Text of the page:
The Daily Gazette
The Locally Owned Voice Of The Capital Region
Linda LeTendre's Waging Peace
by Linda LeTendre

Waging Peace

A Daily Gazette community blog
Linda LeTendre fights for a peaceful world.

I am not dead -- but things are getting worse

Reports of my death have been only slightly exaggerated. Life can get overwhelming at times -- and when you journey through life with a chronic illness it is sometimes difficult to get everything organized and done. Top off the chronic illness with the feeling of “Is it me or are things getting worse?” and you have a real personal disaster on your hands.

It was a gift to hear from a reader asking if I was OK and that he missed reading my posts and he informed me so do others. It was just the balm my spirit needed and it is nice to know that I am missed.

What has kept me going is a quote from my friend, Walt Chura, that goes something like this: “While speaking out seems futile, remaining silent is criminal.” Small comfort but right now I'll take it where I can get it.

While I was healing, Obama got his Internet kill switch, and considering that the Internet is the way a significant portion of the populace gets its news, the US. now joins such countries as Egypt and China who routinely black out news (translation: what the government is doing to the people). We used to be ranked 47th among nations in providing freedom of the press -- I am sure we've gone down a few notches since then and we're no longer in the top 50 but the bottom 50.

Here's an update of the anti-drone witness action at Hancock Air Force Base that almost got me arrested (April 22): The people who have been witnessing twice a month at the entrance of the base, without incident, for nearly two years began to get arrested at their bimonthly vigils. Seems the military was putting pressure on the local police to get rid of them. A violation of posse comitatus? Free speech perhaps? At least DA took the time to read the entire statute under which people were arrested (and the locals tax money was spent) and at the end it states that people have to be blocking roads or emergency vehicles before it is considered an offense for which one can be arrested. We were doing neither. The charges were “dismissed in the interest of justice”. And after more than two months my friend John Amidon finally got his digital camera back from the local constabulary. No word on if they kept the “evidence” that was supposedly on said camera.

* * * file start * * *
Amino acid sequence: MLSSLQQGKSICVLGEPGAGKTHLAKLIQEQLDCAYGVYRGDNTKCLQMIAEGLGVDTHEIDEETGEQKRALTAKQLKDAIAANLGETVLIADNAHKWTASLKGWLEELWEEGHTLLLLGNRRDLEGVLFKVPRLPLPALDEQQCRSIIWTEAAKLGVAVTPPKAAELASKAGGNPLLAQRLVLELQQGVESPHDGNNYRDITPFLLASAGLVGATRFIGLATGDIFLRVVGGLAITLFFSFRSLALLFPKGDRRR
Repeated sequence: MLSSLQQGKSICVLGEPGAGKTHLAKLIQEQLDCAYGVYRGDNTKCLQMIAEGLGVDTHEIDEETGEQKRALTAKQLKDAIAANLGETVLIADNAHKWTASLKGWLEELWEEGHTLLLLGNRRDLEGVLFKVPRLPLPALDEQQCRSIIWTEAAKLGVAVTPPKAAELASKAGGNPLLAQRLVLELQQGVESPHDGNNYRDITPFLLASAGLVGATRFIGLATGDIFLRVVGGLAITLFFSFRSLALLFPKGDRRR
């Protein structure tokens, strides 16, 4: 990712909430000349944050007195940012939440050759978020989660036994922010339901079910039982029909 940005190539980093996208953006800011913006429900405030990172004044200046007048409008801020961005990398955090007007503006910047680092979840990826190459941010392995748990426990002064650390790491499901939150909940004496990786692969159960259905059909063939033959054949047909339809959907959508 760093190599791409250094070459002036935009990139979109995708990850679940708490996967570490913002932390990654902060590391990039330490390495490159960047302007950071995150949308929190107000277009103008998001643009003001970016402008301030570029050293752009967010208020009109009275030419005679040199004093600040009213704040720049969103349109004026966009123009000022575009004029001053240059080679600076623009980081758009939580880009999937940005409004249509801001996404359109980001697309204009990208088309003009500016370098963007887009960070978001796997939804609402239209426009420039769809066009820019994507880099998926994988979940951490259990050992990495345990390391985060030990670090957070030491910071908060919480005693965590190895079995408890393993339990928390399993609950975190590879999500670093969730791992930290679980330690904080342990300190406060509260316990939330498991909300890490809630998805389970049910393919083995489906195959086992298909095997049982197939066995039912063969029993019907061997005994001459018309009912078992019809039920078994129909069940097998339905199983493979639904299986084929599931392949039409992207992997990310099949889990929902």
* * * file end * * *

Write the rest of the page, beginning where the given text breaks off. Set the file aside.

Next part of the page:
My friends and fellow peacemakers continue to receive the Sacrament of the Handcuffs quite regularly at Hancock. Their last action on June 28 resulted in 15 arrests. I am so grateful to each of them for their faithful witness. I think Ellen Grady and Ed Kinane must have chairs reserved for them in the Town of DeWitt court by now and are on a first name basis with court officials. You can see the action by clicking HERE.  “Civil Resistance at Hancock: Closing the Gate On War Crimes.” This 15 minute documentary  shows Mary Snyder at 87 years young being arrested. What an inspiration.

I am doing things to recharge myself -- the annual peacemakers retreat at Pyramid Life Center week before last and it was a big help to be with that community to pray and reflect on why we do what we do.

The 14th annual peace conference at the National Kateri Shrine in Fonda happens on Friday, August 17 and 18. This year's theme is “Cross the Line: A  Call to Revolutionary Love.” Bishop Tom Gumbleton (who introduces himself as “Tom Gumbelton” -- never “Bishop Gumbelton”) is offering a day long retreat on Friday. Kathy Kelly (Voices for Creative Nonviolence), John Horgan, and David Swanson (War Is A Crime) will be some of the speakers and presenters on Saturday. These are some of the biggest names in the peace movement.

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